Posts Tagged :

real estate commission

Rent to Own House in Minnesota

Rent to Own vs. Contract for Deed

1000 500 Sam Radbil

So you want to buy a house in Minnesota? You don’t want to do a rent to own deal or use some method of
“non-traditional financing.” In that case, it should be as easy as the steps below, right?

  1. Go to the bank
  2. Talk to a respectful and trusting loan officer
  3. Fill out some documents
  4. Prove income
  5. Walk out with an approval for a $500,000 mortgage with low rates like the ones shown in this chart:

Unfortunately, however, that privilege is many times reserved for those with stellar credit, while others with the following issues may have to look elsewhere:

  • Low credit score
  • Judgments
  • Garnishments
  • Divorce
  • Self-employment
  • Tax liens
  • Low debt/income ratio
  • Job loss
  • Unverified income
  • High student loan balances
  • Delinquent credit cards

Luckily, there are alternative financing methods (since renting might not be your best option as Minneapolis rent prices are skyrocketing) like rent to own and contract for deed. With new residential sales still on the upswing as shown in the chart below, non-traditional mortgage products are very popular.

Median Home Price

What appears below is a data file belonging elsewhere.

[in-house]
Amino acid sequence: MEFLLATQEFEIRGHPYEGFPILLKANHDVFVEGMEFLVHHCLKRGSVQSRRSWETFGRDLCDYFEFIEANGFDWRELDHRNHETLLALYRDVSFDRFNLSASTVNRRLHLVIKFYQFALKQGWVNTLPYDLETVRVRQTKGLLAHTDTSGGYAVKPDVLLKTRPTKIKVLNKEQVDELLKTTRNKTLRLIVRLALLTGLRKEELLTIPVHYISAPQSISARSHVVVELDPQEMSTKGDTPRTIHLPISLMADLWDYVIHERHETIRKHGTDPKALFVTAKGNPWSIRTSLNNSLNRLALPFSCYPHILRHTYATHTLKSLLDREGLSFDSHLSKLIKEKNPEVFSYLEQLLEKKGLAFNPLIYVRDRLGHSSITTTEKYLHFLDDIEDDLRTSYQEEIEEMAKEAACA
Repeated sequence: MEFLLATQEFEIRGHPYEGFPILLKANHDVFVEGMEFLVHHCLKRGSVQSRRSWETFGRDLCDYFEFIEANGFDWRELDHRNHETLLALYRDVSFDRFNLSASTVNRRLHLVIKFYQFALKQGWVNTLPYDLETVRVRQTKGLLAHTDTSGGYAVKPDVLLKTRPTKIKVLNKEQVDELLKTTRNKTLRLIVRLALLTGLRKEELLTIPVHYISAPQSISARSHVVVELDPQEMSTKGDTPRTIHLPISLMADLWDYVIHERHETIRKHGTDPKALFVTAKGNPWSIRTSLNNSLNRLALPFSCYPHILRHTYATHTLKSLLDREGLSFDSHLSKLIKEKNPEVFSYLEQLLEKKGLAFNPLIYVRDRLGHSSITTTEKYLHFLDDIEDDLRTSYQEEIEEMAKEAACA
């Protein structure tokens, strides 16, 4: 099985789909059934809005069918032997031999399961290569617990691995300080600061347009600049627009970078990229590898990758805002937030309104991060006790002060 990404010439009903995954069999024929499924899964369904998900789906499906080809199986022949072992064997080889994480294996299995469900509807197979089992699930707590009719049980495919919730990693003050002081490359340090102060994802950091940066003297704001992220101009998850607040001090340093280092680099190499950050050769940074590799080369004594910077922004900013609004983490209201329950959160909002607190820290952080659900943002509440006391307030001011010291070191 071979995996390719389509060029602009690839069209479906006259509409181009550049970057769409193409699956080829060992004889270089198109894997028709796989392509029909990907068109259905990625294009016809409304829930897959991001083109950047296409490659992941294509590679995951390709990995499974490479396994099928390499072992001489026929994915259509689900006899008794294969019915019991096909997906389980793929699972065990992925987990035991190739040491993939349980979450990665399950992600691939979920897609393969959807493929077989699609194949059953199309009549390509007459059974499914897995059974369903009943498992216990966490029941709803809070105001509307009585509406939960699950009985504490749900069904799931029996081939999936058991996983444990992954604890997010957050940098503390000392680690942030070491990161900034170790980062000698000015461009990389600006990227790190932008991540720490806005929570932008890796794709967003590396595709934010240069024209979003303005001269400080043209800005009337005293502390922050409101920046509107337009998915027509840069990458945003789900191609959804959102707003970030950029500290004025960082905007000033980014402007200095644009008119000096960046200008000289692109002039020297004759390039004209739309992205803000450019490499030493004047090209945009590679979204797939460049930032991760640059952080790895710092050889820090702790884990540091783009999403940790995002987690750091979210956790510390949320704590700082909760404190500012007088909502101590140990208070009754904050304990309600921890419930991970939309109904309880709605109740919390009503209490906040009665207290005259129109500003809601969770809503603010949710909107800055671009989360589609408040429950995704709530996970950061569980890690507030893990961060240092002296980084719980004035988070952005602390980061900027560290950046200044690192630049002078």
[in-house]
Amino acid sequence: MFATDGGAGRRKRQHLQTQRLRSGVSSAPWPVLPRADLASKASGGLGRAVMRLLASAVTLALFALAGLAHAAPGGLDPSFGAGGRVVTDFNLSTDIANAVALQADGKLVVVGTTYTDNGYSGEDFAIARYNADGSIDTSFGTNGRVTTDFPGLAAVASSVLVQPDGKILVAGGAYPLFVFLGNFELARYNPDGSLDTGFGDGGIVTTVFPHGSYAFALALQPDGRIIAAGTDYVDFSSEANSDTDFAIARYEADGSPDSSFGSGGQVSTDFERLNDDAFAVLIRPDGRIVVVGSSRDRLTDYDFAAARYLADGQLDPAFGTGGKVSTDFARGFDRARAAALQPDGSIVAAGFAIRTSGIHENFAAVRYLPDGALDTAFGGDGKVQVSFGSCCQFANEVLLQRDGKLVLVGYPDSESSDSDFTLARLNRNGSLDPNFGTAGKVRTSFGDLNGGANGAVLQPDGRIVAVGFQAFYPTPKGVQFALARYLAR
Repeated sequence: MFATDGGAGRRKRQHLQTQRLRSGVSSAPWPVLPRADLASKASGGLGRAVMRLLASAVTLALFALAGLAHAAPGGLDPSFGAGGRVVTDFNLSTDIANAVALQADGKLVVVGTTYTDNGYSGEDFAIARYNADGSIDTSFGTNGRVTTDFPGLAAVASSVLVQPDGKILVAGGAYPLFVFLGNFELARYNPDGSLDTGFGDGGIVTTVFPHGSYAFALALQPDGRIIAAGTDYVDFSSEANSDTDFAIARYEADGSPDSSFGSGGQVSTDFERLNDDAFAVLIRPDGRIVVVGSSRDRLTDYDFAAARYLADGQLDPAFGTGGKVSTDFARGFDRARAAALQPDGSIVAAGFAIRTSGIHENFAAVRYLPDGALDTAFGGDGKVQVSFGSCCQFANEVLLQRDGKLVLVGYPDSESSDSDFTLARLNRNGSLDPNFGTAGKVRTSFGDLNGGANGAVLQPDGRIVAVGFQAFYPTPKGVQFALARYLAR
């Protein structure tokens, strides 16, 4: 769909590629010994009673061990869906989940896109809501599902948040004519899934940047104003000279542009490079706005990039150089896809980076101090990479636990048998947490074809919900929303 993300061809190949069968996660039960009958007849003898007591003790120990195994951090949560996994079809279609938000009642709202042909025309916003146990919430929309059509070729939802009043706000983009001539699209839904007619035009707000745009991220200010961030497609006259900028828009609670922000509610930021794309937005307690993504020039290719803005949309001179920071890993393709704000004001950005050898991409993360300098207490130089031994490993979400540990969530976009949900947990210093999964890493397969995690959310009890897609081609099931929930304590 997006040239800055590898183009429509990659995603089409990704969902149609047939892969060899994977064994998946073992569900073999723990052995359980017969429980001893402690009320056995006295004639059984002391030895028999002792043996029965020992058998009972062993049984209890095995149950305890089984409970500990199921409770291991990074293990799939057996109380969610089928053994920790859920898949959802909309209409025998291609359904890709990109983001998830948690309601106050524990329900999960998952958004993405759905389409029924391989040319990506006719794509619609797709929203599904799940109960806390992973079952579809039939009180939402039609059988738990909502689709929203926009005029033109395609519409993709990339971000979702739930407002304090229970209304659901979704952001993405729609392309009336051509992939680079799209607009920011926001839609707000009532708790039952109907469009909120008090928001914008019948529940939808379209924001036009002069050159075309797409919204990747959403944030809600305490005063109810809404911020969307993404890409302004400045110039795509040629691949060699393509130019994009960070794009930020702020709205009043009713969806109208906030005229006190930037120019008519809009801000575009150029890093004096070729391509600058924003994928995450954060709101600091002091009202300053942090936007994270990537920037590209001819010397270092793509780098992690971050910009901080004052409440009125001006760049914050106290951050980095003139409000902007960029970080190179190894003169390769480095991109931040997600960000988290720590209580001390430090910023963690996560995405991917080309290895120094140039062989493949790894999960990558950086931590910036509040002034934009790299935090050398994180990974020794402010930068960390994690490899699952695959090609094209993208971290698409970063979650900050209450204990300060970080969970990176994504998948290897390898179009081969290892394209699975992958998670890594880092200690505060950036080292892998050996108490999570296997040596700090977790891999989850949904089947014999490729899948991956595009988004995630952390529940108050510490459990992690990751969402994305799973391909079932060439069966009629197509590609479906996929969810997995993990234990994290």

How Rent to Own Works

Rent To Own Details

In a rent to own scenario, you first find your house, and if the owner agrees to enter into this type of non-traditional financing, you agree to a monthly rental amount, and pay a small up-front option fee that gives you the right to buy the home within a certain time period—usually no longer than three years. It is important to have a least a portion of your rent credited to the purchase price. So, if your rent is $1000 per month, for example, try to have at least $800 of your monthly payment applied to the purchase price of the house. Of course, the purchase price should be agreed upon ahead of time, and all of these components should be outlined in your Minnesota rent to own agreement.

The Advantages

  • Your rent money is going toward equity.
  • You have a fixed price for the eventual purchase.
  • You aren’t responsible for property taxes, and possibly not for maintenance.
  • You are locked in to more than a one-year lease.

The Disadvantages

  • You will have to find financing at the end of the lease term.
  • You could lose your option money if you can’t obtain a loan.
  • If you and the seller have over-estimated the home’s value, you could be underwater at the end of the rental term.
  • The property could be encumbered by liens you aren’t aware of.
  • If you don’t finish the deal your option money will be lost.
  • If you miss a payment, the entire deal can be voided.

Contract for Deed

Many who seek alternative financing turn to MN contract for deed instead. With this process, you have an actual contract to purchase the property at a fixed price. As the Minnesota Federal Reserve has said,